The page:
If a farm is viable and makes money, then that farm was a good investment to the farmer regardless of what the outside world thinks of it. Land values may rise and land values may fall, but the smart farmer will understand that what matters is whether or not the farm can operate and make money going forward. If it can, then the asset was appropriately priced; if it can't, then you paid too much. Farmers are in a better position than investors to understand this because farmers are in it for the long haul, not for a quick buck on a turnover or land flip. You don't need to worry about whether land values are overinflated or not; all you need to worry about is whether the purchase you may or not be making will make sense for your farming operations.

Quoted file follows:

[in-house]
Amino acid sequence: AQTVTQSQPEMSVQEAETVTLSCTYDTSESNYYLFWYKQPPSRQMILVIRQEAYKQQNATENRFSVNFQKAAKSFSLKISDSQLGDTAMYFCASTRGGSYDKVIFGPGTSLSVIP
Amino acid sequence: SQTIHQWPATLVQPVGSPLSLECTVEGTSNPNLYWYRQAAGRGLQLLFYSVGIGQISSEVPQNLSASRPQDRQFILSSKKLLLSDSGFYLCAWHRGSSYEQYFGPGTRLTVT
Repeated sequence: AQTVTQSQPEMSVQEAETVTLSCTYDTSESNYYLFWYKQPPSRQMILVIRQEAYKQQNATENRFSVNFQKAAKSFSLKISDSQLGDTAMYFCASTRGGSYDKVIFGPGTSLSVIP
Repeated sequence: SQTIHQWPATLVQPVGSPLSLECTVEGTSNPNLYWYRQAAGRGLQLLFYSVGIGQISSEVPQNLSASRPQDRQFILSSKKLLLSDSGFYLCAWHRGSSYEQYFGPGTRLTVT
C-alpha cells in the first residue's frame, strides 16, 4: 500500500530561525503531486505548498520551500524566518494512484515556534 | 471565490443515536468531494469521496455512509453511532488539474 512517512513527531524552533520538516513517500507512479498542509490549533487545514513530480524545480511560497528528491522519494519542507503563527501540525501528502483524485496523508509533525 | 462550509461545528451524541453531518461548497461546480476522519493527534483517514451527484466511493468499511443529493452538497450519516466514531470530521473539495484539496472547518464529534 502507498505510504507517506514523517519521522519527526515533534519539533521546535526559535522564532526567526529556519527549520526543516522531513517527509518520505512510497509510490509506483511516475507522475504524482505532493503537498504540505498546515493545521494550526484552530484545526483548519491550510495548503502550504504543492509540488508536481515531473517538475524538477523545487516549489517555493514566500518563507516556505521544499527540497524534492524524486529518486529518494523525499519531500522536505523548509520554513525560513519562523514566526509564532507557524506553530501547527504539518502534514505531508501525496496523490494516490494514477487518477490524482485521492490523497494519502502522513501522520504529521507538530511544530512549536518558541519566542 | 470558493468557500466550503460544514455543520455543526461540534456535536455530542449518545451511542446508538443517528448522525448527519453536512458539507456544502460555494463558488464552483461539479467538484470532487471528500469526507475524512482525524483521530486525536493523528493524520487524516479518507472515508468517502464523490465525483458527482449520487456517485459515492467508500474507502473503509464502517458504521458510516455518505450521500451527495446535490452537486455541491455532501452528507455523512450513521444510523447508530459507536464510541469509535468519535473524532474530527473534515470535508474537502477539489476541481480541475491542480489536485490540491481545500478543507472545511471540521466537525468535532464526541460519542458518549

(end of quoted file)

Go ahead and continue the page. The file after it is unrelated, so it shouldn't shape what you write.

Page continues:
Previous writing on this topic in 2010:

Dec 6, 2010

Dec 2, 2010

(Original December 30, 2010 post at http://blog.alextiller.com/)



‘Let Food Be Thy Medicine...’

It's more than just a farm or a garden—it’s a pharmacy.

In this day and age when many people in the U.S.A. have their shorts in a knot over the issue of health care—particularly the question of whether or not it should be a human right or a for-profit commodity (which is a whole other topic)—it should be noted that simple diet can go a long way toward preventing a lot of medical ailments.

Many of the foods that make up a healthful diet are not all that exotic, either. You're likely to find them in abundance on local farms in your area.

hippocratesHippocrates of Kos (or, as he is better known, Hippocrates of Cos, or simply Hippocrates) arguably the Father of Western Medicine (and the reason virtually all medical terms are derived from Greek), wrote 2500 years ago: "Let food be thy medicine and thy medicine be food." It was valid wisdom back then, and the boys and girls in medical research have been proving this more and more as time goes on.